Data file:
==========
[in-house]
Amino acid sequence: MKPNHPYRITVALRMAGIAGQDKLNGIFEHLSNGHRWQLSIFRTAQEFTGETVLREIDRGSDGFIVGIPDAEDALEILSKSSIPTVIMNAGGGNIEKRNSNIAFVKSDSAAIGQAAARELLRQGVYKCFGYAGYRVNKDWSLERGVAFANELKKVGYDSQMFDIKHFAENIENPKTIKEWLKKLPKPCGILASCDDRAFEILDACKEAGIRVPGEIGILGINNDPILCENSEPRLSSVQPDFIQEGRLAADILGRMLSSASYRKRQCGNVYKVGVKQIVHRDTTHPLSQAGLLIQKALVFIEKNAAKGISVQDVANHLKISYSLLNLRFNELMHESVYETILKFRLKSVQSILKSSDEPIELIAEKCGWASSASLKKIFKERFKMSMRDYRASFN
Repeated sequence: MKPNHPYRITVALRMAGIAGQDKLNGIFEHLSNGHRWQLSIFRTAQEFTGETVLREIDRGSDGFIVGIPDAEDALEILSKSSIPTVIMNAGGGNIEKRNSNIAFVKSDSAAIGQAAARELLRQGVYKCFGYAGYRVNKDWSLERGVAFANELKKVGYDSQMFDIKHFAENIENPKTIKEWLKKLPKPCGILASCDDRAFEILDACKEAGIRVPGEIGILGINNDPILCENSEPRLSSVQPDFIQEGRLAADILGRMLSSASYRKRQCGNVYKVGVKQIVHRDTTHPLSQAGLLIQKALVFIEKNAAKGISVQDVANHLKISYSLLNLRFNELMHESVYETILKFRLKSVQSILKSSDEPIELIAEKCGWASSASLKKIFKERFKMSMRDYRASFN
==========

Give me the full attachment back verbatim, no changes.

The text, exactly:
[in-house]
Amino acid sequence: MKPNHPYRITVALRMAGIAGQDKLNGIFEHLSNGHRWQLSIFRTAQEFTGETVLREIDRGSDGFIVGIPDAEDALEILSKSSIPTVIMNAGGGNIEKRNSNIAFVKSDSAAIGQAAARELLRQGVYKCFGYAGYRVNKDWSLERGVAFANELKKVGYDSQMFDIKHFAENIENPKTIKEWLKKLPKPCGILASCDDRAFEILDACKEAGIRVPGEIGILGINNDPILCENSEPRLSSVQPDFIQEGRLAADILGRMLSSASYRKRQCGNVYKVGVKQIVHRDTTHPLSQAGLLIQKALVFIEKNAAKGISVQDVANHLKISYSLLNLRFNELMHESVYETILKFRLKSVQSILKSSDEPIELIAEKCGWASSASLKKIFKERFKMSMRDYRASFN
Repeated sequence: MKPNHPYRITVALRMAGIAGQDKLNGIFEHLSNGHRWQLSIFRTAQEFTGETVLREIDRGSDGFIVGIPDAEDALEILSKSSIPTVIMNAGGGNIEKRNSNIAFVKSDSAAIGQAAARELLRQGVYKCFGYAGYRVNKDWSLERGVAFANELKKVGYDSQMFDIKHFAENIENPKTIKEWLKKLPKPCGILASCDDRAFEILDACKEAGIRVPGEIGILGINNDPILCENSEPRLSSVQPDFIQEGRLAADILGRMLSSASYRKRQCGNVYKVGVKQIVHRDTTHPLSQAGLLIQKALVFIEKNAAKGISVQDVANHLKISYSLLNLRFNELMHESVYETILKFRLKSVQSILKSSDEPIELIAEKCGWASSASLKKIFKERFKMSMRDYRASFN